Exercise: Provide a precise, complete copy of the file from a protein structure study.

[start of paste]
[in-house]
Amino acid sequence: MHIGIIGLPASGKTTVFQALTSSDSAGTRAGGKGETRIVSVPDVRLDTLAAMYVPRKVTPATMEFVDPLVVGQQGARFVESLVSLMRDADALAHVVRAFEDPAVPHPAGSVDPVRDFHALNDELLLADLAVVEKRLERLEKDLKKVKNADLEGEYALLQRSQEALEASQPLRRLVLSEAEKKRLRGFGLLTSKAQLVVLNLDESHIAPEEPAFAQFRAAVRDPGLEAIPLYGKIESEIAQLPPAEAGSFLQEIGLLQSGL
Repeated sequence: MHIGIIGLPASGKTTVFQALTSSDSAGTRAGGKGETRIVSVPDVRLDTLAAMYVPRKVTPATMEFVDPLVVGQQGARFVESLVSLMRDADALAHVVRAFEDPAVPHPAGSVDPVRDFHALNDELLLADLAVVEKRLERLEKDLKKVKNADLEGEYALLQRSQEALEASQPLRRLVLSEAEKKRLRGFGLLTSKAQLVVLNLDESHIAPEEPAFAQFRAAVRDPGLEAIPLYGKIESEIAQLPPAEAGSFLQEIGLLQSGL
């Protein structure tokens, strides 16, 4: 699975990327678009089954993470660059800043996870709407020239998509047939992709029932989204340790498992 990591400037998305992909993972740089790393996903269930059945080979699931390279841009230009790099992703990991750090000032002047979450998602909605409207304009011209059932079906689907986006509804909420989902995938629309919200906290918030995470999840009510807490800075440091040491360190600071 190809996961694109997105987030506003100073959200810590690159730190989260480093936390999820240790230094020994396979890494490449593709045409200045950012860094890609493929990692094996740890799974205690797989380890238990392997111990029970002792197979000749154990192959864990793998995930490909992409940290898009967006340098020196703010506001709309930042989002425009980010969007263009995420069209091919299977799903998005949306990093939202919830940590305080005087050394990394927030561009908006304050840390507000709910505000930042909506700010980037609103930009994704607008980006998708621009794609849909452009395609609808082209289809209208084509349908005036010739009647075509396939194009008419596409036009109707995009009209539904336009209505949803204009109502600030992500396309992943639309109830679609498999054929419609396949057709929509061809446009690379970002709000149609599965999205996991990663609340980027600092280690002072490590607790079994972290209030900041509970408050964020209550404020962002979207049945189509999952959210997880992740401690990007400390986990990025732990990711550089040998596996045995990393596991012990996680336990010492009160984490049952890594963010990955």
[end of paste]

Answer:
[in-house]
Amino acid sequence: MHIGIIGLPASGKTTVFQALTSSDSAGTRAGGKGETRIVSVPDVRLDTLAAMYVPRKVTPATMEFVDPLVVGQQGARFVESLVSLMRDADALAHVVRAFEDPAVPHPAGSVDPVRDFHALNDELLLADLAVVEKRLERLEKDLKKVKNADLEGEYALLQRSQEALEASQPLRRLVLSEAEKKRLRGFGLLTSKAQLVVLNLDESHIAPEEPAFAQFRAAVRDPGLEAIPLYGKIESEIAQLPPAEAGSFLQEIGLLQSGL
Repeated sequence: MHIGIIGLPASGKTTVFQALTSSDSAGTRAGGKGETRIVSVPDVRLDTLAAMYVPRKVTPATMEFVDPLVVGQQGARFVESLVSLMRDADALAHVVRAFEDPAVPHPAGSVDPVRDFHALNDELLLADLAVVEKRLERLEKDLKKVKNADLEGEYALLQRSQEALEASQPLRRLVLSEAEKKRLRGFGLLTSKAQLVVLNLDESHIAPEEPAFAQFRAAVRDPGLEAIPLYGKIESEIAQLPPAEAGSFLQEIGLLQSGL
């Protein structure tokens, strides 16, 4: 699975990327678009089954993470660059800043996870709407020239998509047939992709029932989204340790498992 990591400037998305992909993972740089790393996903269930059945080979699931390279841009230009790099992703990991750090000032002047979450998602909605409207304009011209059932079906689907986006509804909420989902995938629309919200906290918030995470999840009510807490800075440091040491360190600071 190809996961694109997105987030506003100073959200810590690159730190989260480093936390999820240790230094020994396979890494490449593709045409200045950012860094890609493929990692094996740890799974205690797989380890238990392997111990029970002792197979000749154990192959864990793998995930490909992409940290898009967006340098020196703010506001709309930042989002425009980010969007263009995420069209091919299977799903998005949306990093939202919830940590305080005087050394990394927030561009908006304050840390507000709910505000930042909506700010980037609103930009994704607008980006998708621009794609849909452009395609609808082209289809209208084509349908005036010739009647075509396939194009008419596409036009109707995009009209539904336009209505949803204009109502600030992500396309992943639309109830679609498999054929419609396949057709929509061809446009690379970002709000149609599965999205996991990663609340980027600092280690002072490590607790079994972290209030900041509970408050964020209550404020962002979207049945189509999952959210997880992740401690990007400390986990990025732990990711550089040998596996045995990393596991012990996680336990010492009160984490049952890594963010990955």